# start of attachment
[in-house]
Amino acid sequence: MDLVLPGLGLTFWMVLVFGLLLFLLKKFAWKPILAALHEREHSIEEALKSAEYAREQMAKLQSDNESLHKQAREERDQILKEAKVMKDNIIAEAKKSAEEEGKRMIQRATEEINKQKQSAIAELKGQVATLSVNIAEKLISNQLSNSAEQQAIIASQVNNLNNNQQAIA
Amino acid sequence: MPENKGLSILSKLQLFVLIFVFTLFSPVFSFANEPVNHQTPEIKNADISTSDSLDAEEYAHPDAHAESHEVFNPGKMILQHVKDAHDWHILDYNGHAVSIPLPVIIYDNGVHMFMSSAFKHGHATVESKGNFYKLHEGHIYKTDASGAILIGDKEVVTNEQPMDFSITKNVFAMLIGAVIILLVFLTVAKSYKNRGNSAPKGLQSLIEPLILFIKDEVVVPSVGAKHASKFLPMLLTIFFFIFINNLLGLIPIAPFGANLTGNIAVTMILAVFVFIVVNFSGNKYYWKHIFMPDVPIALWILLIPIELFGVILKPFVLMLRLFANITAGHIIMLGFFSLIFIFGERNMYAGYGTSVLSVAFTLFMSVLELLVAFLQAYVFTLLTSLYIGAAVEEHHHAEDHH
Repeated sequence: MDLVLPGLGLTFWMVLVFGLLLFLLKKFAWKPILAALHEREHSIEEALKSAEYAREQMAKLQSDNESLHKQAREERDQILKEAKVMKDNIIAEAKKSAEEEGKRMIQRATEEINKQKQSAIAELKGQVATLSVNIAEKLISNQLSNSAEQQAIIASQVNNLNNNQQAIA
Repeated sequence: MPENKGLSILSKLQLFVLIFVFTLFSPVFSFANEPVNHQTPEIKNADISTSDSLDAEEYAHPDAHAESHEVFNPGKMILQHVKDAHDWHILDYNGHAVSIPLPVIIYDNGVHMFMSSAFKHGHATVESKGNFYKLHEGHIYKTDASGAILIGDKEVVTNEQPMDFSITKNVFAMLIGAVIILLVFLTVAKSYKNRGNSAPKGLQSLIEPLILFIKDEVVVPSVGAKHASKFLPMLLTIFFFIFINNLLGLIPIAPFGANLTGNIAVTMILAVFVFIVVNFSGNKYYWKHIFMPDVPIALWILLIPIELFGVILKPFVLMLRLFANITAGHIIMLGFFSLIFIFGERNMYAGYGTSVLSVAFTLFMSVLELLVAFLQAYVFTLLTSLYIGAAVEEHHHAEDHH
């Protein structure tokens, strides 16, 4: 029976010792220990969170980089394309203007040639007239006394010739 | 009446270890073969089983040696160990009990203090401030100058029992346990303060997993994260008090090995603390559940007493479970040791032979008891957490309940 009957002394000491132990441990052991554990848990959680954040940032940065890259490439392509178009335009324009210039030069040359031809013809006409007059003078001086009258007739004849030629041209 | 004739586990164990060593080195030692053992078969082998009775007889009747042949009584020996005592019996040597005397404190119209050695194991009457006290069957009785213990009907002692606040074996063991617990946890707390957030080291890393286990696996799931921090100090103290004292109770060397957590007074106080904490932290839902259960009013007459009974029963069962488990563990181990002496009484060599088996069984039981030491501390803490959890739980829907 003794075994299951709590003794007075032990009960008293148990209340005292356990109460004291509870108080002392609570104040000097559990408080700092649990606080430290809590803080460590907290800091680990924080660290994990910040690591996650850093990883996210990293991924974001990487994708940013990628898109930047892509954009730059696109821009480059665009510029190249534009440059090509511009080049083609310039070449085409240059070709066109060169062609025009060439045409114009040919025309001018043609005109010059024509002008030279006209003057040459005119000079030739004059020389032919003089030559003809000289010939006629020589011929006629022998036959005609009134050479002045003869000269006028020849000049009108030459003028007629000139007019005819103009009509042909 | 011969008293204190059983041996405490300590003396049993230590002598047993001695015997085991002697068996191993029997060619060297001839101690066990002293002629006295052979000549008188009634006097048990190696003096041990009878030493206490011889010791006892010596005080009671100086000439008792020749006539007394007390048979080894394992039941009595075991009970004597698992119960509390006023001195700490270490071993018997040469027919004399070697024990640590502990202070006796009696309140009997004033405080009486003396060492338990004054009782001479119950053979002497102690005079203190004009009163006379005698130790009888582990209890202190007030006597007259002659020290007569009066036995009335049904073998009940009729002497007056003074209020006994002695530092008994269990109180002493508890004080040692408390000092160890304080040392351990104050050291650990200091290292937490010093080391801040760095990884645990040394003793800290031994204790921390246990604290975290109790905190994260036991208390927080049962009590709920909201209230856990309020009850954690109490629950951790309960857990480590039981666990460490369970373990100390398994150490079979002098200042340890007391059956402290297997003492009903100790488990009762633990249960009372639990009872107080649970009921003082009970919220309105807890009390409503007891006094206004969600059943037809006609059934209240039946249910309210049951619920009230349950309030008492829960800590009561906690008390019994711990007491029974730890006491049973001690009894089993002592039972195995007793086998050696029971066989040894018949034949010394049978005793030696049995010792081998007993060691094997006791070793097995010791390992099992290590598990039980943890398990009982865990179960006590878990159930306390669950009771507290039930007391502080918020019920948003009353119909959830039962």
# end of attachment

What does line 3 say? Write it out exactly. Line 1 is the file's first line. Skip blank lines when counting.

Amino acid sequence: MPENKGLSILSKLQLFVLIFVFTLFSPVFSFANEPVNHQTPEIKNADISTSDSLDAEEYAHPDAHAESHEVFNPGKMILQHVKDAHDWHILDYNGHAVSIPLPVIIYDNGVHMFMSSAFKHGHATVESKGNFYKLHEGHIYKTDASGAILIGDKEVVTNEQPMDFSITKNVFAMLIGAVIILLVFLTVAKSYKNRGNSAPKGLQSLIEPLILFIKDEVVVPSVGAKHASKFLPMLLTIFFFIFINNLLGLIPIAPFGANLTGNIAVTMILAVFVFIVVNFSGNKYYWKHIFMPDVPIALWILLIPIELFGVILKPFVLMLRLFANITAGHIIMLGFFSLIFIFGERNMYAGYGTSVLSVAFTLFMSVLELLVAFLQAYVFTLLTSLYIGAAVEEHHHAEDHH